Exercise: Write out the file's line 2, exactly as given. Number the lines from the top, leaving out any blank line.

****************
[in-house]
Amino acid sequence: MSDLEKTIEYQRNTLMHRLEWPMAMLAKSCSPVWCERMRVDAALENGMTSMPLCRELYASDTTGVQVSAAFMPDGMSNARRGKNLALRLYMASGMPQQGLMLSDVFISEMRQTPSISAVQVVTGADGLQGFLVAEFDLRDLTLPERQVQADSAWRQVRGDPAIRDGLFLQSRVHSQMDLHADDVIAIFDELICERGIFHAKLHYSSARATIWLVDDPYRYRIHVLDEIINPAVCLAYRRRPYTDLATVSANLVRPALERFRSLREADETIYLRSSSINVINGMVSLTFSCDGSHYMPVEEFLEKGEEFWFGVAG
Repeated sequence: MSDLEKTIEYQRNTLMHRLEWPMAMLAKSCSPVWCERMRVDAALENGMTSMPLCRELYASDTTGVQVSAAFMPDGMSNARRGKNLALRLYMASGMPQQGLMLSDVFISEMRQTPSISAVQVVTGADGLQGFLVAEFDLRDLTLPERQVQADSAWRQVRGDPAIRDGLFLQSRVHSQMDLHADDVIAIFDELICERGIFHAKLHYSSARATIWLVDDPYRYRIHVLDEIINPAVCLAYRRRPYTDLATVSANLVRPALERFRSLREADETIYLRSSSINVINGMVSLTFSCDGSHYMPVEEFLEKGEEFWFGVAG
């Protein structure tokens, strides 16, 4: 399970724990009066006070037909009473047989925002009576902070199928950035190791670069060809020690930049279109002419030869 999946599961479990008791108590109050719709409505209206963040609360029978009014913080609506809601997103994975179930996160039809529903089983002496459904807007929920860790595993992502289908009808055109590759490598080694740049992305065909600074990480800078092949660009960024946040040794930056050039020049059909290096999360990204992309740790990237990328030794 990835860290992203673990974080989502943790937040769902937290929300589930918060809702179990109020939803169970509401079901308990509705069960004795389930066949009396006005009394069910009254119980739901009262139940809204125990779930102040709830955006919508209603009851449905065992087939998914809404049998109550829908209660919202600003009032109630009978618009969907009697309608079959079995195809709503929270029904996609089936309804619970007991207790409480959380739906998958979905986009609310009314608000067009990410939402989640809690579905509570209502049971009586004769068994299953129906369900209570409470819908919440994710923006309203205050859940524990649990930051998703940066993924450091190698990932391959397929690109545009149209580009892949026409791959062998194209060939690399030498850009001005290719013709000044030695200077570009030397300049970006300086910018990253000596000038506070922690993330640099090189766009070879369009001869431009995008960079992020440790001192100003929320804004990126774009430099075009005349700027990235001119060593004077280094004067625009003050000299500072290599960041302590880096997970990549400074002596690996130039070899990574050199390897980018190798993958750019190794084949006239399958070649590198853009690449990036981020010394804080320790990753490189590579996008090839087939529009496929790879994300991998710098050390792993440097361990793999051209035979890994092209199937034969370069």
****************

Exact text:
Amino acid sequence: MSDLEKTIEYQRNTLMHRLEWPMAMLAKSCSPVWCERMRVDAALENGMTSMPLCRELYASDTTGVQVSAAFMPDGMSNARRGKNLALRLYMASGMPQQGLMLSDVFISEMRQTPSISAVQVVTGADGLQGFLVAEFDLRDLTLPERQVQADSAWRQVRGDPAIRDGLFLQSRVHSQMDLHADDVIAIFDELICERGIFHAKLHYSSARATIWLVDDPYRYRIHVLDEIINPAVCLAYRRRPYTDLATVSANLVRPALERFRSLREADETIYLRSSSINVINGMVSLTFSCDGSHYMPVEEFLEKGEEFWFGVAG